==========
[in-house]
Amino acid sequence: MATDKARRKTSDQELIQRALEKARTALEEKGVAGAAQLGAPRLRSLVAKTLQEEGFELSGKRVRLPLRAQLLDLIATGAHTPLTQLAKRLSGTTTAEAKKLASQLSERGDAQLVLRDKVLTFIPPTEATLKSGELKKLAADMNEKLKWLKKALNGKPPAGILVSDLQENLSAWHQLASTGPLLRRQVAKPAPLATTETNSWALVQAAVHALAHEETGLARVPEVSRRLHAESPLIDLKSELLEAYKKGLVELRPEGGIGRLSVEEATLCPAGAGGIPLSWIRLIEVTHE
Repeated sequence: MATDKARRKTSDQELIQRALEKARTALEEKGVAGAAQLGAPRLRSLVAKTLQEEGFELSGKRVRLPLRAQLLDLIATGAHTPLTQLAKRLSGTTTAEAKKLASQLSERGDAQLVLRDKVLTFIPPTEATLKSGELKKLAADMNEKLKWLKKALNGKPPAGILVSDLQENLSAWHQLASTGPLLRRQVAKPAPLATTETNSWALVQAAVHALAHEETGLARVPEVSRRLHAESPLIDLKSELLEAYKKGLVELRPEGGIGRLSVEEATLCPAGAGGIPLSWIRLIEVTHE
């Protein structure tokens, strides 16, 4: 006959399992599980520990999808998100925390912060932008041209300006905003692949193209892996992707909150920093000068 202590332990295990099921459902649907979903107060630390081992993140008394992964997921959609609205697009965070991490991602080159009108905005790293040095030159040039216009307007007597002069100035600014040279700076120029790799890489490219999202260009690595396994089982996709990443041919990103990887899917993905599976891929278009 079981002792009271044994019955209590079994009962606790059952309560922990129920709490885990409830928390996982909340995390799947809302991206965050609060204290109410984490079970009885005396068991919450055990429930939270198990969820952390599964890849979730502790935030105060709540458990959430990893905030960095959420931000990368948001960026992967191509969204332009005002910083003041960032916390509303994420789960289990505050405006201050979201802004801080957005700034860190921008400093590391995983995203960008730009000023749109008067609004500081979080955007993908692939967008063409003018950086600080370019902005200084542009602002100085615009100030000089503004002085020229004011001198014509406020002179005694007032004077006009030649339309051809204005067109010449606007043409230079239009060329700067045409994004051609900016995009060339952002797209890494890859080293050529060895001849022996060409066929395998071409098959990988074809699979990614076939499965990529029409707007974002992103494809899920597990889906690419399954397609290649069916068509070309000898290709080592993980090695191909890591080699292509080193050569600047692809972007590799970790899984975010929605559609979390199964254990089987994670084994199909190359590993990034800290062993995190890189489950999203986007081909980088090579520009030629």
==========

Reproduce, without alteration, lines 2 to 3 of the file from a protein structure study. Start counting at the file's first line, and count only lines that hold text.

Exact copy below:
Amino acid sequence: MATDKARRKTSDQELIQRALEKARTALEEKGVAGAAQLGAPRLRSLVAKTLQEEGFELSGKRVRLPLRAQLLDLIATGAHTPLTQLAKRLSGTTTAEAKKLASQLSERGDAQLVLRDKVLTFIPPTEATLKSGELKKLAADMNEKLKWLKKALNGKPPAGILVSDLQENLSAWHQLASTGPLLRRQVAKPAPLATTETNSWALVQAAVHALAHEETGLARVPEVSRRLHAESPLIDLKSELLEAYKKGLVELRPEGGIGRLSVEEATLCPAGAGGIPLSWIRLIEVTHE
Repeated sequence: MATDKARRKTSDQELIQRALEKARTALEEKGVAGAAQLGAPRLRSLVAKTLQEEGFELSGKRVRLPLRAQLLDLIATGAHTPLTQLAKRLSGTTTAEAKKLASQLSERGDAQLVLRDKVLTFIPPTEATLKSGELKKLAADMNEKLKWLKKALNGKPPAGILVSDLQENLSAWHQLASTGPLLRRQVAKPAPLATTETNSWALVQAAVHALAHEETGLARVPEVSRRLHAESPLIDLKSELLEAYKKGLVELRPEGGIGRLSVEEATLCPAGAGGIPLSWIRLIEVTHE